Nelson Mandela has now been laid to rest. We agree with Barack Obama that he accomplished more than what could be expected of any man. He was a great statesman and inspirational leader. He inspired us as radical student activists in the 1980s with his posters titled “The Struggle is my Life” which adorned the walls of our rooms. Yet as we celebrate Mandela, we must also reflect that nearly twenty years after Mandela and the ANC ascension to power, South Africa seemed rather have moved backwards with social inequality levels today far higher than the 1990s. According to the OECD, South Africa today is the most unequal society in the world. While many of the old ANC leaders have become billionaires, some with obscene wealth , the living conditions of the larger number of black South Africans have not changed fundamentally from apartheid days. Yes, there has emerged a new black middle class, who have been coopted into management riding BMWs and Mercedes in Sandton. Soweto, Alexandria and Gugulethu however remain what they were, townships of black people with huge youth populations that cannot get jobs.
Shanties are still in place, people living in corrugated iron sheet houses as they lived under apartheid despite the fact that black brothers are now running the state house in Pretoria. Unemployment in South Africa stands at 24 % with more than half of the children of South Africa according to a 2012 UNICEF report living in poverty. Despite South Africa being classified as a middle income country, more than 50% of the population continue to live below the poverty line. Nineteen years after apartheid, South Africa has the highest income inequality in the world with gini index of 64% according to a 2011 Euromonitor report . 35% of the population lives below $2.5 per day. With such social misery indices, it is not surprising that South Africa has one of the highest crime and homicides rates in the world. Nearly twenty years after apartheid, this could not have been the dream of Nelson Mandela.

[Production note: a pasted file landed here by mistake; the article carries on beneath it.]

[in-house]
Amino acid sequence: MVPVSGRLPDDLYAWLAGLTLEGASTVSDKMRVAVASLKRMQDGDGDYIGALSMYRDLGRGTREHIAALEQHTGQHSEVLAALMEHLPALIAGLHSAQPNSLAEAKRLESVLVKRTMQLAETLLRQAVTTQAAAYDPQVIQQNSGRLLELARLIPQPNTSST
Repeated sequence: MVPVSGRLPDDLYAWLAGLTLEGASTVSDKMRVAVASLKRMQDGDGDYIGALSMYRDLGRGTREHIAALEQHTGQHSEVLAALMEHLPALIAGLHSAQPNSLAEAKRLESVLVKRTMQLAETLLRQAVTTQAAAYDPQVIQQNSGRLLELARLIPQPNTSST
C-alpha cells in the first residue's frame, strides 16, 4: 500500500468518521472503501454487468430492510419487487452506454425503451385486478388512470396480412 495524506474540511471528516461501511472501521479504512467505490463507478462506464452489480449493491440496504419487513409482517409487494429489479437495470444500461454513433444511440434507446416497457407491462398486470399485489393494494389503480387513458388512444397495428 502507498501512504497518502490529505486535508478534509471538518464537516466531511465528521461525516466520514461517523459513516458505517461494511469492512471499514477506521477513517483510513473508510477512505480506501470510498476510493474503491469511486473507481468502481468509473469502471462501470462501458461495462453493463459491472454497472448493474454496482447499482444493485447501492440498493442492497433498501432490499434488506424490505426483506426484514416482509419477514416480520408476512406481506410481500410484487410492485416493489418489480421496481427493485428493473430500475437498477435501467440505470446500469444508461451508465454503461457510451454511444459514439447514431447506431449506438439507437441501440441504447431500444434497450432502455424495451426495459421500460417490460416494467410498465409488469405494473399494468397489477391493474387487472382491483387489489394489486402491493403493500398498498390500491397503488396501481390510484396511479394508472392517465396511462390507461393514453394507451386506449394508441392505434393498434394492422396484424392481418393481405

South African economy must grow faster to create jobs for its people. The problem however is that its internal social contradictions manifested last year in waves of labour strikes, an expression of deep discontent by its working people, is a major disincentive for investment. It is estimated that the strikes shaved off 8% of projected GDP growth of 2.5% in 2012. South African labour laws, a gain of the anti-apartheid movement is extremely liberal and progressive, protecting workers right and unionization in the work place. Business however considers it too rigid and inflexible and a disincentive to investment. South Africa has therefore lost out significantly to more competitive Asian economies like Vietnam for manufacturing investment. South Africa needs to institute an urgent regime of labour market reforms. It however does not have the social consensus needed to do such given its deep internal social contradictions.
The widening inequality within South Africa has fuelled calls for nationalization of its biggest corporations especially in the mining sector. Such extreme Hugo Chavez type of economic thought has been driven by deep frustrations with South Africa’s social reforms and its slow pace of wealth redistribution. The ANC has outrightly ruled out nationalization of South African mining industry as an economic option. The ANC position is right as such moves will drive away much needed investment while stifling free market and its investment incentives that make business to run profitably. Zimbabwe, just across the border of South Africa has shown that expropriation of private capital and nationalization can only send an emerging economy down in a tailspin of economic abyss. The ANC leadership position is however also driven by self-interest. Many of its key leaders are now co-owners and Chairmen of the big mining corporations. ANC leaders have unresolved moral issue on their hand even when their economic thoughts may be right given that they now preside over mining businesses whose working conditions are not really different from the same they fought in the apartheid days.